What other eras do you find fascinating besides the 1920s? And would you consider visiting that era for a book in the future?

I’m not inherently drawn to writing historical fiction. I enjoyed the research process for Playing St. Barbara, but I was drawn to the subject primarily because of its relationship to my personal history. I’ve started another novel with a contemporary setting, so I don’t see myself time-traveling via fiction anytime soon.

You’ve stated that you attended an MFA program and don’t regret a thing about it. How did it contribute to your growth as a writer?

I was an intuitive writer who knew nothing about craft. As an MFA student, I Continue reading

Hilary Fields On The Importance of A Polished Manuscript + Character Crafting

Hilary FIelds-photoName: Hilary Fields
Author’s Website
Hometown: NYC
Based In: Santa Fe
Briefly: Bliss is my first work of commercial women’s fiction, though I did write three historical romances under a different name some time ago, and one of them won Romantic Times’ Best Historical Adventure.
Favorite Read: My two all-time favorite series are Tolkien’s LOTR and Douglas Adams’ Hitchhiker’s Guide to the Galaxy. In women’s fiction, I love Kresley Cole’s Immortals after Dark books and enjoy Kristan Higgins a lot.
Pet Peeves: Men who wear cologne, the sound of the 6 train pulling in to Spring Street in Manhattan, cold coffee. Ugh!
If You Weren’t a Writer You’d Be…That’s a tough one. I’ve always worked in industries at least peripherally related to writing, because reading and wordplay are vital to my happiness. I’ve worked as a copywriter and in literary agencies, and currently write content for the web.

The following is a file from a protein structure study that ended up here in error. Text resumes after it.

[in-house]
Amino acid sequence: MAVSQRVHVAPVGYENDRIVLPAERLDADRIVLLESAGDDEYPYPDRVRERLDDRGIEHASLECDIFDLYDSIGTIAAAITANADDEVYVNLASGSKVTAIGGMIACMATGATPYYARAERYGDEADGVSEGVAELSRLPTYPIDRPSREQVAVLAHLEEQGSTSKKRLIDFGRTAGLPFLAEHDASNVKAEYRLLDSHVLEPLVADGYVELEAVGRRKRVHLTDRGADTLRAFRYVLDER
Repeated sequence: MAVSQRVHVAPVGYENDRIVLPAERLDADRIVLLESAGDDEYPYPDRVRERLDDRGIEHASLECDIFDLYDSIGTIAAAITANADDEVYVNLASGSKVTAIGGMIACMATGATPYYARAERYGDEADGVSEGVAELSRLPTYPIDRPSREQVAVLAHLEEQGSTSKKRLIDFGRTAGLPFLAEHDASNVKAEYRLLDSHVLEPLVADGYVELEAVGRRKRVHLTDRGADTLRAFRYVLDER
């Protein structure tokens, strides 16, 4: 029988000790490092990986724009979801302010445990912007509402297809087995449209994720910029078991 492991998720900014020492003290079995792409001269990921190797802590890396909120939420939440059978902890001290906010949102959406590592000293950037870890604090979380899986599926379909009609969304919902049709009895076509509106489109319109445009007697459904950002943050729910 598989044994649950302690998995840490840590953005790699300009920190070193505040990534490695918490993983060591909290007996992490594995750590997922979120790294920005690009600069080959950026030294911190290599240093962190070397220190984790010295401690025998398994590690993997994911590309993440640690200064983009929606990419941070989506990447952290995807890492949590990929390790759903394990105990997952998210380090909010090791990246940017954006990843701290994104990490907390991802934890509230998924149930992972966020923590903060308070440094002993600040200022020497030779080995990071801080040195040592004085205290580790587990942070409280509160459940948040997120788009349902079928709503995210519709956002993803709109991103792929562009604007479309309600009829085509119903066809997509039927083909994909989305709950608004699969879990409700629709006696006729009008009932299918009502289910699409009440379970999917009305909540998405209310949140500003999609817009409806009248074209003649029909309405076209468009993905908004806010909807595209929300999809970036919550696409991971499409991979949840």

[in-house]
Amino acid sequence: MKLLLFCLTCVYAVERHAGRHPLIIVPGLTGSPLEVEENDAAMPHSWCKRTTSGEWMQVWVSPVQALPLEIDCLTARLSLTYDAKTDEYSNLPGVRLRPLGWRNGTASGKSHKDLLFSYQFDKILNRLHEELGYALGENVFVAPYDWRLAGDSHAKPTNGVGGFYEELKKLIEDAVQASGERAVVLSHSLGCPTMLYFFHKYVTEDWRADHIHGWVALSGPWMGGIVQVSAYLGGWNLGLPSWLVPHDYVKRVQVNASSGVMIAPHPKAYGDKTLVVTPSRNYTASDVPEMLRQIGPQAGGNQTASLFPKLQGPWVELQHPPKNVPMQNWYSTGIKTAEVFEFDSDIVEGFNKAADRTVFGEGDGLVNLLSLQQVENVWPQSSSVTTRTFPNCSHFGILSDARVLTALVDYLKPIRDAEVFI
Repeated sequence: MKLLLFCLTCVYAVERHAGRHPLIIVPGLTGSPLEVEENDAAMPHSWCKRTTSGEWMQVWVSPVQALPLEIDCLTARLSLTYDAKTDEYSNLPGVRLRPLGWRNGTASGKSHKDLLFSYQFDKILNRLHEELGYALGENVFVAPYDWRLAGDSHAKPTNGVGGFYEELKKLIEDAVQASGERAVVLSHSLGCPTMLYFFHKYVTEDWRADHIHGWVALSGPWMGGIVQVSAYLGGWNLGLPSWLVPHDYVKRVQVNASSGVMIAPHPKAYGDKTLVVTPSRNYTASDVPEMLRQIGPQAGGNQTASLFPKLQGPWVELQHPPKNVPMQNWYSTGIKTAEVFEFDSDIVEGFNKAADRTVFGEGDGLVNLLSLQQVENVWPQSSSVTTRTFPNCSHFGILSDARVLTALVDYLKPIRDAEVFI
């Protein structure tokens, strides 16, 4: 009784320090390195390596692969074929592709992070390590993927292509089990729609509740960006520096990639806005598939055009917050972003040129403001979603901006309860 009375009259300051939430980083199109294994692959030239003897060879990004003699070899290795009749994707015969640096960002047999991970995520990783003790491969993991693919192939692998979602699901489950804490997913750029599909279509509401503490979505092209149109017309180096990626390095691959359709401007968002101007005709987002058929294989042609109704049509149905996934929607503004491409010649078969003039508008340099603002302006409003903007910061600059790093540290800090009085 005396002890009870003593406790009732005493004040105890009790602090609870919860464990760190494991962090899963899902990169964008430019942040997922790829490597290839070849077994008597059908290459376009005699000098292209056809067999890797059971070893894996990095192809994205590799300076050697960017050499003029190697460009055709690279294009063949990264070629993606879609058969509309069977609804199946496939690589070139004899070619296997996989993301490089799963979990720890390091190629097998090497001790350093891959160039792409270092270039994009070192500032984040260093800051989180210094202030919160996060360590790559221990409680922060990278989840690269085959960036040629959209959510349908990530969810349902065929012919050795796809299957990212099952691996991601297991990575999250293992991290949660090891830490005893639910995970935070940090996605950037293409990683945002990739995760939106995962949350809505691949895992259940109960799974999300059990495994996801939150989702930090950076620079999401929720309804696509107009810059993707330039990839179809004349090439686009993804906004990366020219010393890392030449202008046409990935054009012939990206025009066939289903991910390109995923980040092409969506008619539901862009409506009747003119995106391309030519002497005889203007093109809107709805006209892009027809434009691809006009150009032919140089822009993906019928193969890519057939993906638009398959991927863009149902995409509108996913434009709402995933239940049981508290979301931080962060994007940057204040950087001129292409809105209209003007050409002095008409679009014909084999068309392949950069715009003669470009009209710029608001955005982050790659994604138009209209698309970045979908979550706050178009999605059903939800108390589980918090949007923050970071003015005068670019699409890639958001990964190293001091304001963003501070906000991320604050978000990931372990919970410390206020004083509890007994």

Up Next: My second novel for Redhook books is still unnamed, but should be out in a year’s time! It’s about a travel writer who winds up at the Last Chance Llama Ranch, finding a second chance and a forever home amongst a cast of truly unique folks.

When you think back to your childhood, do you associate it with books?

Oh yes. One thing my parents always made sure of was that we had access to whatever we wanted to read. Our whole family loves reading, and I used to stay up all night devouring books and then be terribly tired at school!

How did you get interested in writing?

I guess I just looked at some of the stuff I was reading and thought “I bet I could do that!” I have always been interested in creating fantasies and storylines, and when I couldn’t find what I wanted on the shelves, I just decided to write it for myself. Even when Continue reading

Mary Brock Jones On How She Does Research For Her Historical Novels + The Future of The Historical Fiction Genre

Mary Brock Jones (2)Name: Mary Brock Jones
Website: Mary Brock Jones
Blog: Mary Brock Jones Blog
Facebook: Facebook Page
Goodreads: Goodreads Page
Twitter: Twitter Handle
Hometown: Born on a farm near Oamaru, South Island, New Zealand.
Based In: Auckland, New Zealand.
Education: BSc, Zoology; BVSc, Veterinary Science, and have just finished a Graduate Diploma, English.